Cricket: Racism in Australian cricket is “not in your face but it is definitely there” says Dan Christian

Racism in Australian cricket is “not in your face but it is definitely there”, says former all-rounder Dan Christian as he opened up on the raging issue.

Players and teams across sports have come together, supporting the Black Lives Matter movement and demanding lawmakers to address racial injustice following the killing of American George Floyd — an unarmed Black man — by a police officer in May.

“I think (racism) is an issue in Australian cricket,” Christian said on Cricket Connecting Country, a panel discussion commissioned by Cricket Australia about issues of race in the sport and Australian society.

“I don’t think it’s as in your face as you might see elsewhere around the world or even elsewhere in Australian culture, but it’s definitely there.

“It’s more of a casual racism. Little throwaway lines here and there that are made to be jokes. And a lot of that, for me personally, has been around the colour of my skin and the fact that I don’t look aboriginal, whatever that means. That’s the most noticeable thing for me.”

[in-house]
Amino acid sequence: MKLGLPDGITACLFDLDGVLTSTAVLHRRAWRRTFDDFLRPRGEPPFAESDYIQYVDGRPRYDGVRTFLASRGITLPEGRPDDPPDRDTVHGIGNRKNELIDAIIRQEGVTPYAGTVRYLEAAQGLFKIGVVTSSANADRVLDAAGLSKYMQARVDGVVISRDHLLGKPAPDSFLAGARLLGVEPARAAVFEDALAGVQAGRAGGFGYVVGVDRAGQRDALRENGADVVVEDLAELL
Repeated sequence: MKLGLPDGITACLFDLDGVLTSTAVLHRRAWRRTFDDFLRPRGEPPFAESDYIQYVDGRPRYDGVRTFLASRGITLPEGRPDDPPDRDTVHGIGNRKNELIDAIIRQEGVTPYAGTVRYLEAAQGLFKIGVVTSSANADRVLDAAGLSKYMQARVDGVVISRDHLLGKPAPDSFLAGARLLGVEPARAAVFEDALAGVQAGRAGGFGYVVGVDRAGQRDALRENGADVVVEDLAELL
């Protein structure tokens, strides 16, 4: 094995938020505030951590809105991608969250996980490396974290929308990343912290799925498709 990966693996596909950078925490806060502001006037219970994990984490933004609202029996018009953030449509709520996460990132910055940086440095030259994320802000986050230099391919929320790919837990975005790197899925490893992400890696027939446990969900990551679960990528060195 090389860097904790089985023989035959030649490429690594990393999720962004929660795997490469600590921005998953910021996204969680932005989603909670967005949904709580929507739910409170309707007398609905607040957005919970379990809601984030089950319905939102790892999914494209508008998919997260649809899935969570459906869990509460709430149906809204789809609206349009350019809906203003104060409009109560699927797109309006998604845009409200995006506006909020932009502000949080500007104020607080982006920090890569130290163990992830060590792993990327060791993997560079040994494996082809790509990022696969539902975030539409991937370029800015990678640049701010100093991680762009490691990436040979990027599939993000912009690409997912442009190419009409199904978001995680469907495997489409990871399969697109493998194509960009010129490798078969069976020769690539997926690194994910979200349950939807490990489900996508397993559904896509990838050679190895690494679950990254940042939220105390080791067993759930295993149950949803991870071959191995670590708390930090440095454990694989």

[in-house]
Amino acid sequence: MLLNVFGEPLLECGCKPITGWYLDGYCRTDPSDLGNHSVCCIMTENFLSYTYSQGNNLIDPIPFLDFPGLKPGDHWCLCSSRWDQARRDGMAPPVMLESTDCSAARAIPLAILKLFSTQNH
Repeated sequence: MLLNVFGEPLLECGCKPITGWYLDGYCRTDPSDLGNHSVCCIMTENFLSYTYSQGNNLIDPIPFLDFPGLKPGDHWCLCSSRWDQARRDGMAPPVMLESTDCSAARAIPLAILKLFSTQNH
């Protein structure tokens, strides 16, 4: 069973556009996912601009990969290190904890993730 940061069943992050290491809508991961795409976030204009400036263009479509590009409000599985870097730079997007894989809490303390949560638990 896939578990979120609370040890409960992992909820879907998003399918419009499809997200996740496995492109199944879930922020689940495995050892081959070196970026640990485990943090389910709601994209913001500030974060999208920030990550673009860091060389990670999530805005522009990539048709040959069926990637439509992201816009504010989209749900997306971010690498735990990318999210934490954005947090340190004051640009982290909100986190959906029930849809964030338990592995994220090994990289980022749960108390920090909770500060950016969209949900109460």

The 37-year-old, who has played 19 ODIs and 16 T20Is for Australia, said eduction is the key to addressing the issue.

“We just need to educate ourselves and encourage others around us to educate themselves,” he said.

“And part of that education is calling it out and having the guts to call it out. That’s the hardest thing; to not just let it go and pretend it didn’t happen.

“Confront someone when you hear about it and encourage your friends and people around you to call it out as well.”

Following the global outrage against racism, a lot of former and current players have opened up on the issue.

“I’ve received a lot of messages in the past few months from people I’ve played with and against that have said ‘sorry if I’ve ever said anything to you that you’ve been offended by’,” said Christian, one of just six indigenous people to play for Australia at international level.

“(The messages said) ‘I’d love to know some more about your personal story, your family story, things that I can do in the community that I can try and help out’.

“So from that perspective, I think it’s been a wonderful thing to have happened, to be able to have that conversation and for people to want to make a change.”

England and the West Indies cricketers had recently sported a BLM logo in their shirts and also took the knee during the four-Test series, which saw resumption of international cricket following the coronavirus-forced hiatus.